An acronym for "proletarian cultural-educational organizations," Proletkult was a loosely structured cultural organization that first took shape in Petrograd (now St. Petersburg) a few days before the Bolshevik Revolution in 1917. It began as a loose coalition of clubs, factory committees, workers' theaters, and educational societies devoted to the cultural needs of the working class. By 1918, when the organization held its first organizational conference under Soviet power, it had expanded into a national movement with a much more ambitious purpose: to define a unique proletarian culture that would inform and inspire revolutionary Russian society.
The Proletkult's most important theorist was a left-wing Bolshevik intellectual named Alexander Bogdanov. Before the Bolshevik Revolution, Bogdanov emerged as an articulate critic of Vladimir Lenin. Bogdanov contended that in order for a proletarian revolution to succeed, the working class had to develop its own ideology and proletarian intelligentsia to take and wield power. His insistence on working-class autonomy put him at odds with Lenin's interpretation of revolutionary change. Bogdanov's influence was clearly evident in the Proletkult's political stance; its leaders insisted that the organization remain separate from government cultural agencies and the Communist Party.
At its peak in the fall of 1920, the Proletkult claimed a mass following of almost half a million people spread over three hundred local groups. These figures must be viewed with caution because they cannot be verified by existing records. Moreover, they imply a kind of cohesion that the organization did not possess during the chaotic years of the Russian civil war (1917–1922), when the Bolshevik regime was fought for its survival. Certainly, not all participants understood that they were supposed to be creating original forms of proletarian culture. Probably even fewer were aware of the national leadership's demand for independence from the Soviet state and Communist Party.
Much of the organization's work during the Civil War continued the activities of prerevolutionary adult education schools called People's Homes (narodnye doma ) and people's universities. Proletkult participants took part in literacy and foreign language classes, as well as lectures on current events and recent scientific achievements. They also attended musical concerts, plays, and readings offered by professional artists. In addition, the organization sponsored classes in music, literature, and the visual arts. A number of important artists from middle- and upper-class backgrounds took part in the Proletkult's many workshops, including the symbolist writer Andrew Bely, and the avant-garde painter Olga Rozanova. Some came for the salary and rations that teaching positions provided. Others found a sympathetic environment for artistic experimentation. The future film director Sergei Eisenstein, for example, transformed the First Workers' Theater in Moscow into one of the nation's most inventive stages.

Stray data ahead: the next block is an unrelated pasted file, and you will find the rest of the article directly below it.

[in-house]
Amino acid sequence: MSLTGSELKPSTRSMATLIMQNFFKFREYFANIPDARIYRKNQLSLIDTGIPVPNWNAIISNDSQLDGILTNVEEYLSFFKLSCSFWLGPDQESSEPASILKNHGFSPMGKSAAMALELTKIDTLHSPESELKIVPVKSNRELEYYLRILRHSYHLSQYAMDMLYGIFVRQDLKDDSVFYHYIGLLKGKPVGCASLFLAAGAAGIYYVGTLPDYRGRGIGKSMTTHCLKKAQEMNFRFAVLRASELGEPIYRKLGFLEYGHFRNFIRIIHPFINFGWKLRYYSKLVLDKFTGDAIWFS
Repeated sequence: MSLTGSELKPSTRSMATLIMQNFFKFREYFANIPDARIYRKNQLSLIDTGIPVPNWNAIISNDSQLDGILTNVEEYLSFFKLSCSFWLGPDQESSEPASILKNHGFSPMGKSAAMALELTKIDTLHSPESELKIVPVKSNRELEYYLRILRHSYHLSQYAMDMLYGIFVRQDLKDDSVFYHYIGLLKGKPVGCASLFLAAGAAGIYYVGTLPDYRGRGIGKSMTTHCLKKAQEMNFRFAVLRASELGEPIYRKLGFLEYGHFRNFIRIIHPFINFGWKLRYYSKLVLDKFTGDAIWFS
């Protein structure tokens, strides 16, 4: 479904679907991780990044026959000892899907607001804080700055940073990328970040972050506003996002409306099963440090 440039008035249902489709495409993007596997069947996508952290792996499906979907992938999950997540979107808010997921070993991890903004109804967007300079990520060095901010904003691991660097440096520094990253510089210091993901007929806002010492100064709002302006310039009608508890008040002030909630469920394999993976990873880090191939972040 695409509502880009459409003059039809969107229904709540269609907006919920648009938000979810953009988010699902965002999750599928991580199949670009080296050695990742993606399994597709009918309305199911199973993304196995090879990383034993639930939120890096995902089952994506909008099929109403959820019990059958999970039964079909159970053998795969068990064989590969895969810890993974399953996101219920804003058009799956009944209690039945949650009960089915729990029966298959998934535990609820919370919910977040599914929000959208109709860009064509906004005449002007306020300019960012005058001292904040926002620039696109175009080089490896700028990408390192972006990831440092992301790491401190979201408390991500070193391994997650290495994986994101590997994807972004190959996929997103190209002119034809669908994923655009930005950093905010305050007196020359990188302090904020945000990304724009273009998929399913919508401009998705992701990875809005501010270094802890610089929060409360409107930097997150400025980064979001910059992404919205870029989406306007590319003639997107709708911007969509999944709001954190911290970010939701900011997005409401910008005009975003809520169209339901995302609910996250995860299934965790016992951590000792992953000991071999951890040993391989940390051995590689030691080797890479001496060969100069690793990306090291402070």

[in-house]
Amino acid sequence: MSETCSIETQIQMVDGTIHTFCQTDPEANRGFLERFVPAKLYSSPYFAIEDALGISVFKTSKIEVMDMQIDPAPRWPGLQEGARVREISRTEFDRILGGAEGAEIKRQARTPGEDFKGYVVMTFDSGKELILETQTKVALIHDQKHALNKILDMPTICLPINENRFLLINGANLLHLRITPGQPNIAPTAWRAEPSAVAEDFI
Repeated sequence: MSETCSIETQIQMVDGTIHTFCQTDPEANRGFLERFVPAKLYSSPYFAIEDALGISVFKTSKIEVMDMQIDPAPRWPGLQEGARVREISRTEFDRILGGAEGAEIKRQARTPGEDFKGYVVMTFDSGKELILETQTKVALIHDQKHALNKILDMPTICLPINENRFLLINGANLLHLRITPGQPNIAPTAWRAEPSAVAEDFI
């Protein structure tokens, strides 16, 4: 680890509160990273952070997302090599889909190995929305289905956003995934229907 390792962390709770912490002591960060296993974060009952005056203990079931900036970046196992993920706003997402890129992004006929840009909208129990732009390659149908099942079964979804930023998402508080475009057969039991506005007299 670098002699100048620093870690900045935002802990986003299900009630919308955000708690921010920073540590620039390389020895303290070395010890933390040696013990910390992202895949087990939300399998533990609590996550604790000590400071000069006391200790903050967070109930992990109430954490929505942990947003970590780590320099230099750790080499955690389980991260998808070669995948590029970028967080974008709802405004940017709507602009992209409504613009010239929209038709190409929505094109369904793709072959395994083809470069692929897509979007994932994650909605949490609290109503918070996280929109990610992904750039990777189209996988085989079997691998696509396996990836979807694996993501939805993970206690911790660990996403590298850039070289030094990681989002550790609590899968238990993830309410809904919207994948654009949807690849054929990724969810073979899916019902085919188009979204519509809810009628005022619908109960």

Proletkult studios nurtured new talent, such as the actress Judith Glizer, who went on to a very successful theatrical and film career. However, the best-known proletarian artists associated with the Proletkult had already begun their creative work before the Revolution. Writers were particularly prevalent. The poetry, plays, and stories of authors such as Vladimir Kirillov, Michael Gerasimov, and Paul Bessalko formed the creative center of Proletkult publications. Eventually they left the organization to form an influential writers' circle called The Smithy (Kuznitsy ), which was an important contributor to debates on the place of art in Soviet society during the 1920s.
Although much of the Proletkult's work was on a rudimentary educational level, its demands for autonomy put it on a collision course with the Communist Party. In December 1920, Lenin issued a devastating critique of the organization, attacking not only its independence but also the very idea of a unique proletarian culture. In short order, the Proletkult was made into a subsection of the governmental cultural agency, the Commissariat of Enlightenment. In an attempt to stabilize the economy after the conclusion of the Civil War, the government slashed funds for all cultural projects. These steps drastically reduced the organization's size and influence.
During the 1920s, the Proletkult continued to operate on a small scale in Moscow, Leningrad, and a few provincial cities. In the creative arts, it was overshadowed by newer professional organizations, such as the Proletarian Writers' Union, which claimed to represent workers' cultural interests. Instead, the organization invested most of its energy in providing services to trade union clubs. During the First Five-Year Plan (1928–1932), it saw a brief period of growth. However, in April 1932, the Communist Party summarily closed down the Proletkult along with all other cultural associations that assumed special ties to workers. From now on, the Communist Party decreed, Soviet artistic works had to appeal to all social classes, not just the proletariat. The Proletkult's final demise marked an important step on the path to socialist realism.
See also: cultural revolution; lenin, vladimir illich
Fitzpatrick, Sheila. (1970). The Commissariat of Enlightenment: Soviet Organization of Education and the Arts Under Lunacharsky, October 1917–1921. Cambridge, UK: Cambridge University Press.
Sochor, Zenovia A. (1988). Revolution and Culture: The Bogdanov-Lenin Controversy. Ithaca, NY: Cornell University Press.
Steinberg, Mark D. (2002). Proletarian Imagination: Self, Modernity, and the Sacred in Russia, 1910–1925. Ithaca, NY: Cornell University Press.